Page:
At home a couple days later I looked up the shrew in my own copy of Jameson and Peeters, the 2004 edition.

Sorex pacificus was gone.

A taxonomist had put to rest northern California's  cinnamon-colored shrew known as Sorex pacificus and reincarnated it as Sorex sonomae, the fog shrew.

This had taken place sometime between the two editions of the field guide.

My list of camera trapped shrews was back to 5 species.

Sorex sonomae has been caught up in an ongoing cycle of taxonomic death and reincarnation.

I bored you with the fog shrew's taxonomic story once before, but this event stirred me to revisit the story of the fog shrew's identity crisis.

This slow-moving drama actually began in 1858 at Fort Umpqua, Oregon, a trading post of the Hudson Bay Company, where a U.S. Medical Inspector named E.P. Vollum acquired a large reddish shrew.

Recognizing its scientific value, he sent it to the Smithsonian Institution where it was safely stored with other stuffed shrews and their skulls.

Some 30 years later (1877) it caught the interest of the bearded surgeon-naturalist Elliott Coues who described it as a new species, Sorex pacificus.

In 1895 the naturalist-Oregonian, B.J.Bretherton collected another large reddish-colored shrew from Yaquina Bay, less than 50 miles from the type locality of Sorex pacificus. 

The man who was to describe it as a new species, 
Hartley H.T. Jackson was 4-years old at the time. 

That year C. Hart Merriam,  Chief of the USDA's Division of Ornithology and Mammalogy, was wrapping up his synopsis of long-tailed shrews. 

It was based on 1200 specimens from all over the country, and he boiled them down to 41 species and subspecies.  

Ironically, Merriam, the great taxonomic splitter who described 86 forms of North American Grizzly bears 23 years later, took a hard line on taxonomic splitting.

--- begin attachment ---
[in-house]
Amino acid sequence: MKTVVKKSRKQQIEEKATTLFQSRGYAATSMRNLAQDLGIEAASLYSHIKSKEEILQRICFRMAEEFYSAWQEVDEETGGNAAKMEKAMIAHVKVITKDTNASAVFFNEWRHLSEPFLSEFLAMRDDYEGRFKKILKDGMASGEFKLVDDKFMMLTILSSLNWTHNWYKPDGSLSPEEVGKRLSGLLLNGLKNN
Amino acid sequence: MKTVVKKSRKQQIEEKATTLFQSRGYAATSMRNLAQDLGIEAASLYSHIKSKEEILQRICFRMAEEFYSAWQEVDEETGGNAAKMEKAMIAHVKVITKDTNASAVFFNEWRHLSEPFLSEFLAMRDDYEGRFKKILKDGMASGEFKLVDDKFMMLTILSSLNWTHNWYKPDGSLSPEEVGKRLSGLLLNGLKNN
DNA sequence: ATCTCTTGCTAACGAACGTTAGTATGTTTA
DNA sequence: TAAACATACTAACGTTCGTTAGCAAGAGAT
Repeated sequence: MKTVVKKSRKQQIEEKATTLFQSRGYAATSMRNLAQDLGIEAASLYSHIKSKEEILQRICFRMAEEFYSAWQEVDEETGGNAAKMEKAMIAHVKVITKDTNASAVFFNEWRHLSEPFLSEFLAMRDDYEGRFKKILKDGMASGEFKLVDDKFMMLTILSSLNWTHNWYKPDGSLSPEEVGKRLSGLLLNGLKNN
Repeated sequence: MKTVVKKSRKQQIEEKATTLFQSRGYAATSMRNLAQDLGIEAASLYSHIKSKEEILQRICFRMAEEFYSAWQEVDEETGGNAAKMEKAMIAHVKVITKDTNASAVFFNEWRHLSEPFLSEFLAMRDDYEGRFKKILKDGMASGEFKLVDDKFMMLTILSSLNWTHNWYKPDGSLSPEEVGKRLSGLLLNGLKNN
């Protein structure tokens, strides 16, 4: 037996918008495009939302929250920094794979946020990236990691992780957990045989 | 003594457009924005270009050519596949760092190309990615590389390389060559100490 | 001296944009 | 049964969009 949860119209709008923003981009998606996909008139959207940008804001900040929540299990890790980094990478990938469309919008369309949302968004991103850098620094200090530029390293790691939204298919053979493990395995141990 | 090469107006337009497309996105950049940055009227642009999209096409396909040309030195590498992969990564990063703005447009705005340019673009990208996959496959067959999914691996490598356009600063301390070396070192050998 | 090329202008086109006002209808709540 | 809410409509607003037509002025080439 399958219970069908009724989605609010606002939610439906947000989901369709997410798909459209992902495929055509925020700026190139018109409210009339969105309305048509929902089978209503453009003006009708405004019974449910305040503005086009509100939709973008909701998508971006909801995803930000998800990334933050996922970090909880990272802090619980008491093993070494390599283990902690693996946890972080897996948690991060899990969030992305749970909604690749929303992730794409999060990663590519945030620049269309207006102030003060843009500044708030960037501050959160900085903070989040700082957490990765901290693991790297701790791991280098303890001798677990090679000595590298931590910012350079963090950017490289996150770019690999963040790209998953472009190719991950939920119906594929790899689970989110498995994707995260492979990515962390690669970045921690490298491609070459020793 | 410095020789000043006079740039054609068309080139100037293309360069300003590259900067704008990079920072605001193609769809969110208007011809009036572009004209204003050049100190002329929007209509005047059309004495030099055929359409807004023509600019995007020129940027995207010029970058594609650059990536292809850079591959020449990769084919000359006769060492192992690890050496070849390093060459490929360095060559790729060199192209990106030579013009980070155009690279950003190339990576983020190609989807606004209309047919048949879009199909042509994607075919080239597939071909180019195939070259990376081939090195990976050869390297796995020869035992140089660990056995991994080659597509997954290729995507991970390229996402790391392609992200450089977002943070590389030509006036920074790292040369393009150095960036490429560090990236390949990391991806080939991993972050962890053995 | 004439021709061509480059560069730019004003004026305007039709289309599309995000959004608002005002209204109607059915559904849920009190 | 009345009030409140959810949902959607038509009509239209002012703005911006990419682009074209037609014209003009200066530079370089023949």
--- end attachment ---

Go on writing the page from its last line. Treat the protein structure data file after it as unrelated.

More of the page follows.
In this work he declared that "the multiplication of closely related forms has been avoided". 

Sorex pacificus", he wrote, "stands alone and does not require comparison with any other species, its great size and peculiar cinnamon-rufous color serving to distinguish it at sight."  

He classified all the big cinnamon-colored shrews of the west coast as
pacificus, including Bretherton's Yaquina shrew and the other 12 specimens collected as far away as Point Reyes, California. 

And so it was for the next two decades.  Then the 27-year-old Jackson decided that Bretherton's specimen deserved recognition as a distinct species.

He named it 
Sorex yaquinae, and embarked on a 10-year meditation on the relationships of the long-tailed shrews.

In his A taxonomic review of the American Long-tailed Shrews in 1928 he concluded that the Yaquina shrew was only a subspecies of Sorex pacificus.

He also described another large species of shrew that had been collected from the bank of the Gualala River in Sonoma County, California, which he named Sorex sonomae. 

Sorex pacificus yaquinae and Sorex sonomae remained apart taxonomically for 30 years, but a great deal of "new material" (additional specimens) had accumulated in the meantime.

There were 3,465 specimens to examine when a University of Kansas Ph. D. student named James Findley decided to make sense of the highly variable wandering shrew (Sorex vagrans) .

He noted that the long-tailed shrews are morphologically uniform, that cranial proportions vary allometrically with body size, and concluded that body size and color are the only differences of taxonomic significance.

He then went on to revamp a large number of named forms as wandering shrews, Sorex vagrans, including yaquinae, pacificus and sonomae. The three big west coast shrews colored like dead conifer needles became subspecies of Sorex vagrans

Findley's intriguing hypothesis was that wandering shrews were the personae dramatis in a Pleistocene epic of changing climate, landform, and habitat.

He viewed the Fog shrew (sonomae) and its look-alike relatives pacificus and yaquinae as oversized wandering shrews living in isolation on the frontier of the species geographic range.